Many successful entrepreneurs share traits similar to Olympic athletes ― strong will, unwavering confidence and ambitious attitude. UH Bauer College of Business alumna Shannon Miller (’03), who was recently inducted into the International Women’s Sports Hall of Fame, has all three in spades.
Miller is the most decorated gymnast in U.S. history, with seven Olympic medals and nine World Championship medals to her name since her Elite International debut in 1991. She earned a bachelor’s degree in marketing & entrepreneurship from Bauer College before graduating from Boston College Law School in 2007.
Using the skills she sharpened at Bauer, Miller has already opened one business, started a non-profit organization and is working on another business venture. “The program gave me a background that helped me not only to run a business, but also to figure out what steps to take before making that leap,” she said.
“In business and sports, you have to have the same goal-setting ability,” Miller added. “You have to set goals, you have to follow through, and you have to work hard. Having your own business is a lot like being an athlete ― it’s up to you individually. Other people put time and effort into what you do, but you’re running the show, and you don’t want to disappoint anyone.”
Before coming to Bauer, Miller earned two gold medals at the 1996 Olympic Games in Atlanta, one as part of the “Magnificent 7” team and another for her solo performance on the balance beam, a first for an American gymnast. During her career, Miller has won an astounding 59 International and 49 National medals.
“The lessons you learn in sports are life lessons,” she said. “I’ve been able to pull those over to the rest of my life and my education. I’m one of those people that gets bored easily, and I like to be in control of my own destiny. I chose entrepreneurship because I thought going into business for myself would help with that.”
Miller now devotes much of her time to charity work for causes including Special Olympics, muscular dystrophy, Alzheimer’s disease, March of Dimes, Drug Free Youth, the Make-a-Wish Foundation and the Pediatric AIDS Foundation. She also travels the world as a professional speaker on topics ranging from health and fitness to leadership and goal setting.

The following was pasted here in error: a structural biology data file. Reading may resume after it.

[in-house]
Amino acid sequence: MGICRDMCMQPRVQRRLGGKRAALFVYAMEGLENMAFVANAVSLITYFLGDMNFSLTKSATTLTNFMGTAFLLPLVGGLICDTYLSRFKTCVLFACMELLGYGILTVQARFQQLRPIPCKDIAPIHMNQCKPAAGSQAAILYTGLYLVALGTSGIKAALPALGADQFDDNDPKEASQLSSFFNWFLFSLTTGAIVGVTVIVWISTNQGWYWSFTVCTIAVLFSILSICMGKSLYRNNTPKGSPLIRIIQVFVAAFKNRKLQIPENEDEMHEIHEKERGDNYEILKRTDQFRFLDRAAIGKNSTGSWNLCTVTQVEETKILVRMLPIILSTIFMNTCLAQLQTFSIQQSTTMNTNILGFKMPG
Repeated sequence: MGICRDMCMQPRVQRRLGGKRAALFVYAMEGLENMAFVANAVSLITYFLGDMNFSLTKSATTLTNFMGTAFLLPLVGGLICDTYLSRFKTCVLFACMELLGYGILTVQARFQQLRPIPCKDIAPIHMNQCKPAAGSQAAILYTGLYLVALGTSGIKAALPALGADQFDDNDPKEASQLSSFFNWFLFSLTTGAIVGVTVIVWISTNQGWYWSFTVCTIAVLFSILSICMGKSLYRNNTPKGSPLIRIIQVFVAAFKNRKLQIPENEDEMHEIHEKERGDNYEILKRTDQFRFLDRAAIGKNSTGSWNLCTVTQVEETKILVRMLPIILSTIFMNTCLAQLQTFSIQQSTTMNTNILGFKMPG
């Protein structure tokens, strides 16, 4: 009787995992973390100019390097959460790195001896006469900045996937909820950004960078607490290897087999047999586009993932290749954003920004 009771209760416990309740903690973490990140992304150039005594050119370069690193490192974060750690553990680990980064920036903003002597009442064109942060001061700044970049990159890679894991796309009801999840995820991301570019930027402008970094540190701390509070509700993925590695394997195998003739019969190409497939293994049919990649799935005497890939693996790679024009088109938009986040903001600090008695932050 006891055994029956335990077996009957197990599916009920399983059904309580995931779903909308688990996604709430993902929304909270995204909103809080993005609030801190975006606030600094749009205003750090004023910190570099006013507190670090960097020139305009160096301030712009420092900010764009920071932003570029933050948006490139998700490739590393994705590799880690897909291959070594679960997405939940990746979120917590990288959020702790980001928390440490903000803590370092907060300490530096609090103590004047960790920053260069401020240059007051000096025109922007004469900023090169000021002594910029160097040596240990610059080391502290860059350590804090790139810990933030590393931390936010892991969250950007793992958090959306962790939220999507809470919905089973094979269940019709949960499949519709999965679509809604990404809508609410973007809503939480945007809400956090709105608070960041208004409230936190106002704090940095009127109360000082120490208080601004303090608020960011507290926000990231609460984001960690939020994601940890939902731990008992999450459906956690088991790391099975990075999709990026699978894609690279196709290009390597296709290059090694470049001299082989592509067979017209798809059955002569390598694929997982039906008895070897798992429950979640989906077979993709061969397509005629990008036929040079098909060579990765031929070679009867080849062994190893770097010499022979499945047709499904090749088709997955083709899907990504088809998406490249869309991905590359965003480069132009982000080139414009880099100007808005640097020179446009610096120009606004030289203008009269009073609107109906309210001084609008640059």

Last year, Miller founded the Shannon Miller Foundation, an organization dedicated to fighting childhood obesity. “I’ve always been involved in charity because it’s something my parents instilled in me at an early age,” she said. “Last year, I was taking stock of what I was doing and where I was going, and I found I wanted to start my own foundation. It came down to what I was passionate about ― for me, that was working with kids, fitness and promoting ‘Healthy Lifestyle’.” Miller was also appointed co-chair of the Florida Governor’s Council on Physical Fitness by Governor Charlie Christ. Next summer, she will host “Gymnastics at Sea”, a cruise that will take young athletes, their families and gym clubs on a week long Caribbean Cruise while giving them a glimpse of what it takes to be successful physically, mentally and emotionally.
Although she doesn’t compete professionally anymore, Miller has stayed connected to her roots as a gymnast, through sports commentary, hosting her weekly television show, Gymnastics 360º with Shannon Miller, on the Comcast Network, conducting balance beam clinics for young gymnasts across the country, and as a member of the USA Gymnastics board. This summer she will join the 2008 Olympic team performing on a 40 city post-Olympic tour.
Miller plans to be in the thick of the action at the upcoming Olympic Games in Beijing and will find out in July exactly where she’ll be working during the Games. She has stayed connected to the event that made her a household name, appearing on MSNBC and NBC as a commentator for the 2000 Games in Sydney and the 2004 Games in Athens.
Miller says her experience in the entrepreneurship program at Bauer College, which is the #2 ranked undergraduate program in the nation, helped to lay the foundation for her career outside competitive gymnastics.
“My experience at Bauer and UH was invaluable,” she said. “It was definitely educational but also experiential. I’d been going to college part-time for so long because I was training for the Olympics, so this was the first time in my college experience that I got to be part of a class and bounce around ideas about my future. It made me hone in on the types of things I wanted to do with my life.”
By Jessica Robertson
About the University of Houston
The University of Houston, Texas’ premier metropolitan research and teaching institution, is home to more than 40 research centers and institutes and sponsors more than 300 partnerships with corporate, civic and governmental entities. UH, the most diverse research university in the country, stands at the forefront of education, research and service with more than 35,000 students.
About the Bauer College of Business
The C.T. Bauer College of Business has been in operation for more than 60 years at the University of Houston main campus. Through its five academic departments, the college offers a full-range of undergraduate, masters and doctoral degrees in business. The Bauer College is fully accredited by the AACSB International – the Association to Advance Collegiate Schools of Business. In August 2000, Houston business leader and philanthropist Charles T. (Ted) Bauer endowed the College of Business with a $40 million gift. In recognition of his generosity, the college was renamed the C.T. Bauer College of Business.